Toward a Rational Natural-Gas Policy; Congress and the Reality of Supply and Demand

The Washington Times (Washington, DC), March 22, 2006 | Go to article overview

Toward a Rational Natural-Gas Policy; Congress and the Reality of Supply and Demand


Byline: Jack N. Gerard, SPECIAL TO THE WASHINGTON TIMES

Over the past several months, America has at last awakened to the natural-gas crisis. Today, it stands as one of the most important issues facing our nation.

Among its damaging consequences are the erosion of the U.S. manufacturing economy and the permanent loss of millions of jobs over the past five years. Yet until recently it was a "stealth" crisis because to most Americans - even many members of Congress - natural gas was a mysterious commodity. Its nearly ubiquitous use in manufacturing was largely unknown, as was the fact that U.S. natural-gas prices are consistently the highest in the world, putting our country at an enormous disadvantage.

From steel, aluminum, forest and paper and cement to carpet, bricks, fertilizer and my business - the business of chemistry - natural gas is vital to production. In the case of chemistry and fertilizer, natural gas is not only a heat and power source, but also a raw material. For all of these industries, when U.S. natural-gas prices double, triple, quadruple and more in a few short years, large companies and small businesses alike must close plants, lay off workers, relocate overseas or raise prices for the goods that consumers use every day.

The economic "ripple" effects are substantial: 2.9 million lost manufacturing jobs, 100,000 chemical-industry jobs, 182,000 forest and paper industry jobs, 36 percent of the U.S. fertilizer industry, billions in lost business. Consumers are feeling it, too. Despite this winter's record warm weather, their heating bills are still 24 percent higher than last year, according to the U.S. Energy Information Administration. And they're paying more for nearly all of the manufactured goods they buy, because nearly all manufactured goods contain some amount of natural gas.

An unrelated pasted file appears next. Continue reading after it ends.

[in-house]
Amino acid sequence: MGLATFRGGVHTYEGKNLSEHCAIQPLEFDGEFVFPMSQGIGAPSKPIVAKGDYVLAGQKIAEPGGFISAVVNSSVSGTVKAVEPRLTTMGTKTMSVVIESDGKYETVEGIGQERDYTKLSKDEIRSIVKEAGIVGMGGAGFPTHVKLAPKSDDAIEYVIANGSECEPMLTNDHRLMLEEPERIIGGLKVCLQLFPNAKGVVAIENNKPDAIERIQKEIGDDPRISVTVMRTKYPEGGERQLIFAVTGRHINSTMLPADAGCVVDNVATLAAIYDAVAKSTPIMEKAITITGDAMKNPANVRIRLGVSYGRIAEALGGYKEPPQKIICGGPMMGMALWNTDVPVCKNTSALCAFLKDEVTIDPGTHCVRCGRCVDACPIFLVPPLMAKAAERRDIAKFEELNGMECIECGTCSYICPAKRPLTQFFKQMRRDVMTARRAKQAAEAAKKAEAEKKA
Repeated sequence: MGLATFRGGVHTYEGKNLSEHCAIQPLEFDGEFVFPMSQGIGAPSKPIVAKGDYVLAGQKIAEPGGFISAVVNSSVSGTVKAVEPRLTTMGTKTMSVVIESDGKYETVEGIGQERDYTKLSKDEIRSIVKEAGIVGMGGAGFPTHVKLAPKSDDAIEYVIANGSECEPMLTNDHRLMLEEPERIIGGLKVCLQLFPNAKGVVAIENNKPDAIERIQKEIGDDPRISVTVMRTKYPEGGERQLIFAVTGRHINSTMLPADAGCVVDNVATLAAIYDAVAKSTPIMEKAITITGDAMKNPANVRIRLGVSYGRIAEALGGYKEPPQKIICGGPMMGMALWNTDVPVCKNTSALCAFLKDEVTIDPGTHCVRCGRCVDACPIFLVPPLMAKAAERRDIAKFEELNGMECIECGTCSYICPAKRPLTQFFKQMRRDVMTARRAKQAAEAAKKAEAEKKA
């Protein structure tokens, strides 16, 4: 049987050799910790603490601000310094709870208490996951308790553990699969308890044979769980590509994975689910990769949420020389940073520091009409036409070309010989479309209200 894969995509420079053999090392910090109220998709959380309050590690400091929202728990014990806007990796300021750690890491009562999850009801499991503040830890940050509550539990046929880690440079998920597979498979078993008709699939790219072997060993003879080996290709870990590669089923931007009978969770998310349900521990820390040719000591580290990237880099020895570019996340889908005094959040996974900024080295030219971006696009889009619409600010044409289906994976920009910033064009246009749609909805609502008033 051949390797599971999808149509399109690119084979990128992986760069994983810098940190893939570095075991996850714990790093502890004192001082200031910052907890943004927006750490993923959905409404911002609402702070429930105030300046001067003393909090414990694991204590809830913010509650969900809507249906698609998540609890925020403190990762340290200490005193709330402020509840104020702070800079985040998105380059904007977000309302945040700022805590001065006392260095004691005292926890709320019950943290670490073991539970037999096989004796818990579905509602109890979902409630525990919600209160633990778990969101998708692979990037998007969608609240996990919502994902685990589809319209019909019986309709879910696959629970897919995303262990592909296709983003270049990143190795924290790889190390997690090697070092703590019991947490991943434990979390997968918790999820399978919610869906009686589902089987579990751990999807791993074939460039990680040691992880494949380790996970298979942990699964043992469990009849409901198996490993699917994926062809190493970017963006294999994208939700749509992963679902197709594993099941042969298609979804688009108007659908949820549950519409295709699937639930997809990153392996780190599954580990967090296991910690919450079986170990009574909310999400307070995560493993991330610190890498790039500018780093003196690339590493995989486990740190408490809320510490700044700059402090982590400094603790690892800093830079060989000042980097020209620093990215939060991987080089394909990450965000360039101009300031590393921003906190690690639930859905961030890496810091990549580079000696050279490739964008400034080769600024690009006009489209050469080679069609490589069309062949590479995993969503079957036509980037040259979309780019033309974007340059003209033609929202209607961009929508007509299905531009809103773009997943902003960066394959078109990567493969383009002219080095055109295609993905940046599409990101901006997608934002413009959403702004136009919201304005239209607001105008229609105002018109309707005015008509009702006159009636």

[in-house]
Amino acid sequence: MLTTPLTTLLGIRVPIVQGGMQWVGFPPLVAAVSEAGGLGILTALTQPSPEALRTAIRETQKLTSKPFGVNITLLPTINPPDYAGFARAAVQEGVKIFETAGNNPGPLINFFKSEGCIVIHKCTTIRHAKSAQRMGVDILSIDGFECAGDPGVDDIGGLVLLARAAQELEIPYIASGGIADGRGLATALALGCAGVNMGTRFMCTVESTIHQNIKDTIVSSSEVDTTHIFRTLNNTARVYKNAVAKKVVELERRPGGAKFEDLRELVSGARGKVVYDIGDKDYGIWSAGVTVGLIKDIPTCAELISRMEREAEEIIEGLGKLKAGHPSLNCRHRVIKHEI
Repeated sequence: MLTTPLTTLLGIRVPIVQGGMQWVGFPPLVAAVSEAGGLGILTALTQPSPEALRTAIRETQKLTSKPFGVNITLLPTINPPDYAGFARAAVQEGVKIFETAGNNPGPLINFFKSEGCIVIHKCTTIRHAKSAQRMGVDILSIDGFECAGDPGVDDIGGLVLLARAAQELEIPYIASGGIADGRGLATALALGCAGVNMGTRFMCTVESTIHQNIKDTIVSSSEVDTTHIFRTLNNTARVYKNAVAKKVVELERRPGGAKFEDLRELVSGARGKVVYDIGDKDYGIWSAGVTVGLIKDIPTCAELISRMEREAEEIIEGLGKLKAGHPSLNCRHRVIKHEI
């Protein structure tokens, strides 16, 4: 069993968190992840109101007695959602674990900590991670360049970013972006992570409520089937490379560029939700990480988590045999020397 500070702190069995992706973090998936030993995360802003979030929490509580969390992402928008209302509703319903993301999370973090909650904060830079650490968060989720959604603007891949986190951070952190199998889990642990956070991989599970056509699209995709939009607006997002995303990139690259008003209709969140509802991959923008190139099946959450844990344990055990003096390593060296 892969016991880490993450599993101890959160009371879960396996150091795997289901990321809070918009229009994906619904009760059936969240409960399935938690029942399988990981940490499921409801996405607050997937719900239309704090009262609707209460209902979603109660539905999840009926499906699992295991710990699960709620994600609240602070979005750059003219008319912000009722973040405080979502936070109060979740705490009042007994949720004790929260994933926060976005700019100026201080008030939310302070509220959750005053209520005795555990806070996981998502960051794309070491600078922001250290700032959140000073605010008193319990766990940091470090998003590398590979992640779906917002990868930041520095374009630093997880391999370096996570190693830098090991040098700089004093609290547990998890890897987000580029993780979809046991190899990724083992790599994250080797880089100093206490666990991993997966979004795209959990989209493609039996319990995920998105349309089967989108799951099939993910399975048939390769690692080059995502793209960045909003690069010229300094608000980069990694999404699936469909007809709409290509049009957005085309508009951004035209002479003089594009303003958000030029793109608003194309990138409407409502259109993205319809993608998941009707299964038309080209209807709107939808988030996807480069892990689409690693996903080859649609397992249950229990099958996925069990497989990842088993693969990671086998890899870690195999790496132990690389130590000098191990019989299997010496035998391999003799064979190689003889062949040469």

It wasn't always this way. In the mid-1990s, U.S. natural-gas prices were in the $2 per-MMBtu-range. Manufacturers could safely build their business around the use of natural gas. Industrial, commercial, residential and electric utility users did not "compete" for natural gas the way they do today. Policy-makers did not need to examine natural-gas policy because natural gas was affordable and available to meet the nation's needs. If it's not broken, don't fix it. But with U.S. natural-gas prices hovering around $7 per MMBtu, down from $14 to $15 a few months ago (but still triple those of five years ago), now we are in a different world. …

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